If the attractiveness of jobs other than making babies was a factor, then IQ should be a factor independent of education.

        If, education causes infertility, but IQ does not cause infertility holding education constant, then the effect of education is must be primarily through its ideological indoctrination, through the values it inculcates when educational attendance is interpreted as attendance to a religious institution, and of course through wasting time, through keeping women in a permanent state of childhood until their fertility and beauty starts to decline.

        To the extent that education reduces fertility through wasting time, this effect must be much more severe on women than men. To the extent that it reduces fertility by encouraging hypergamy and discouraging patriarchy, the effect should be roughly similar on women and men.

        Education might reduce fertility by raising female status, but if so, IQ raises female status.

        Education might reduce fertility by making attractive jobs available, incompatible with having children, but if so, IQ makes attractive jobs available.

        Education might reduce fertility simply by wasting time, but if so should primarily affect women, rather than men.

        Education might reduce fertility through the sexual and political ideology that educational institutions, viewed as religious institutions inculcate. This seems to give best fit to the observed effects.

  4. The independent variable of religiosity was measured by two variables from the NSFG data set (i.e., importance of religion and frequency of attendance at religious services) and by a combination of six variables that reflect traditional attitudes on human sexuality. Importance of religion in the respondent’s daily life was originally recorded as: (1) very important, (2) somewhat important, and (3) not important. For analysis purposes these responses were dichotomized into two categories: (1) very important and (2) not important.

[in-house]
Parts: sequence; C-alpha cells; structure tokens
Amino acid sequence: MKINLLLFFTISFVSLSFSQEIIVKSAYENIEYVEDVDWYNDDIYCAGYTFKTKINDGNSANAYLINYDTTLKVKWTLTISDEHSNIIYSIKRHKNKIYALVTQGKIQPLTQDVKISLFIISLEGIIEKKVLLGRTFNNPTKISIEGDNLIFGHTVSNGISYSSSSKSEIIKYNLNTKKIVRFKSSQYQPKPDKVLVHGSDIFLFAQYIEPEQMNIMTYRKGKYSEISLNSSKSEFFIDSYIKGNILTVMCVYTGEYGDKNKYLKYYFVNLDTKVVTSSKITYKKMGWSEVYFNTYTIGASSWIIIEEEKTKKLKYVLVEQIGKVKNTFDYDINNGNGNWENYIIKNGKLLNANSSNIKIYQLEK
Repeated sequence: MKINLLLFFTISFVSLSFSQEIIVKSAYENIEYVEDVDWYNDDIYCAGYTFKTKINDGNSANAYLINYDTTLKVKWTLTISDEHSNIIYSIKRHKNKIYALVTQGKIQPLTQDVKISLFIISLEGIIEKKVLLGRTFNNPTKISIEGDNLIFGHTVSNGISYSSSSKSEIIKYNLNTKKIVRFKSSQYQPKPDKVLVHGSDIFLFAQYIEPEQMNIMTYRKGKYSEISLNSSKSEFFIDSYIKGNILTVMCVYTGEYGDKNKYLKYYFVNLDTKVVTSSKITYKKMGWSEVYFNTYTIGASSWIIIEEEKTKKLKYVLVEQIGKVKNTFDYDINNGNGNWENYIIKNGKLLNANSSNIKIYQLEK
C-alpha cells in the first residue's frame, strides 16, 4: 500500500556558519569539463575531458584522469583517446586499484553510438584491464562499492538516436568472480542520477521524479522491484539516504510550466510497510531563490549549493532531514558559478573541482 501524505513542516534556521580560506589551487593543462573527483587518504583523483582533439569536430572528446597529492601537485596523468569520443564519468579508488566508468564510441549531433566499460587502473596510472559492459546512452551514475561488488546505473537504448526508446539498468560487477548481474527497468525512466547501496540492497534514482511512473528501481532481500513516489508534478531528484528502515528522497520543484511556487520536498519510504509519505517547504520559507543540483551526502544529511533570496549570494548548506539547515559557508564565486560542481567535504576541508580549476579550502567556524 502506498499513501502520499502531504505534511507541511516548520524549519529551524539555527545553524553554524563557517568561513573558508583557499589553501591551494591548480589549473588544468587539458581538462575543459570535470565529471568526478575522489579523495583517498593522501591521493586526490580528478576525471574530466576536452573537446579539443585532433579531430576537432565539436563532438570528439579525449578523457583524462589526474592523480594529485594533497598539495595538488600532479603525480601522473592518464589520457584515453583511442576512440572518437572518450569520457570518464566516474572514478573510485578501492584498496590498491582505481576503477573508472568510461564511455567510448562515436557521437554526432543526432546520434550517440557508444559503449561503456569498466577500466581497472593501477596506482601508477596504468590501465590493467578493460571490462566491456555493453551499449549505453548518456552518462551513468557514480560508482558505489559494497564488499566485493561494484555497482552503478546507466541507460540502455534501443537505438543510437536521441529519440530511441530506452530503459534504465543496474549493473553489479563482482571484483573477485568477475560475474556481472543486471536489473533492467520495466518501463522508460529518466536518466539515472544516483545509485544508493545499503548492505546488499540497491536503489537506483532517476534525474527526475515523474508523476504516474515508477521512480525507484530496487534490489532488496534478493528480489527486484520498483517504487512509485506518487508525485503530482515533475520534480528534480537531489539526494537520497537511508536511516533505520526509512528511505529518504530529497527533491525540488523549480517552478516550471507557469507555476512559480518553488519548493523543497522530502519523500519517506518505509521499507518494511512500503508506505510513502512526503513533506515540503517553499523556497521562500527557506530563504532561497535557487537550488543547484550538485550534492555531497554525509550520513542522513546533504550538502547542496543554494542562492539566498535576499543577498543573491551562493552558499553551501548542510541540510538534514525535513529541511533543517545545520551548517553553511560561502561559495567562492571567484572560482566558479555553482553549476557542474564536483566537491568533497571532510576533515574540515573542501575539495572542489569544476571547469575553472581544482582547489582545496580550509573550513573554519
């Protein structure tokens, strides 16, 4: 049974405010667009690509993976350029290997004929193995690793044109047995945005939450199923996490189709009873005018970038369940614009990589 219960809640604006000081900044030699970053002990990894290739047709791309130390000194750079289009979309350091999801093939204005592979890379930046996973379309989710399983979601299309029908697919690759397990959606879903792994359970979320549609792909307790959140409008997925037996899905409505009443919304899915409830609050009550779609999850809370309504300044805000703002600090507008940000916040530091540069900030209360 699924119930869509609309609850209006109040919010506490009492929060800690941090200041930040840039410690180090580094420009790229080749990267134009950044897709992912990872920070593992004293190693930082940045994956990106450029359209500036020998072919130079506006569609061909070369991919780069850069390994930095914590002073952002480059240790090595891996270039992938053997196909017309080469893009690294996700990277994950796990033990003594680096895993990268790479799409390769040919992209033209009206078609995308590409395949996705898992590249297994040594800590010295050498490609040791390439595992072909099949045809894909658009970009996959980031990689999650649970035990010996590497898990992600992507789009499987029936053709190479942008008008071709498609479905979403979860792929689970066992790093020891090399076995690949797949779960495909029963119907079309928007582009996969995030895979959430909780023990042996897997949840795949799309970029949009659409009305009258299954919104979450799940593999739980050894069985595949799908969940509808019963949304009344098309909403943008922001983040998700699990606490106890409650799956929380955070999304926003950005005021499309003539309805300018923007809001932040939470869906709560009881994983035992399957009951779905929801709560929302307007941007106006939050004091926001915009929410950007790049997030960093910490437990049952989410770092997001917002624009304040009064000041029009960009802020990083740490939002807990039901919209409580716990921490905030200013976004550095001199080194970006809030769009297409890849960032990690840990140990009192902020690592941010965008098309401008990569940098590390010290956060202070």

5. [...] Religiosity and fertility: Wrong metric [...]

  6. I’m an optimistic atheist; I see the global level of religiosity as being half empty. So the trend I should be seeing is a gradually lower level of religiosity between generations, but is this the case? Or is it more a case of a randomly fluctuating, impossible to predict trend like so much of human behavior?

    • jim says:

      If we only count religions that officially admit to being supernatural, pretty obviously religion is declining. If, however, we define religion more broadly, then religion is increasing by leaps and bounds.

      If authority assures you that leprechauns exist and that authority can see them, it does not take much faith to believe, since you cannot see leprechauns not existing. If, however, authority assures you that all humans are equal, or that all groups and categories of human are equal, it takes outstanding and extraordinary faith, since every day you see individuals, groups, and categories being strikingly and obviously unequal, for reasons cultural, genetic, and hormonal.

      Further, belief in the flying spaghetti monster not only does no harm, but is apt to inculcate the accumulated wisdom of the ages, inculcating prudent and virtuous behavior, whereas belief in equality tends to inculcate bad behavior, as illustrated by the inability of “Occupy” to operate an urban campsite.

  7. G’Day! Blog,
    This question may be a little off-topic, .

    Why are most people under the false impression that religiosity equates with spirituality?

    .
    BTW great blogpost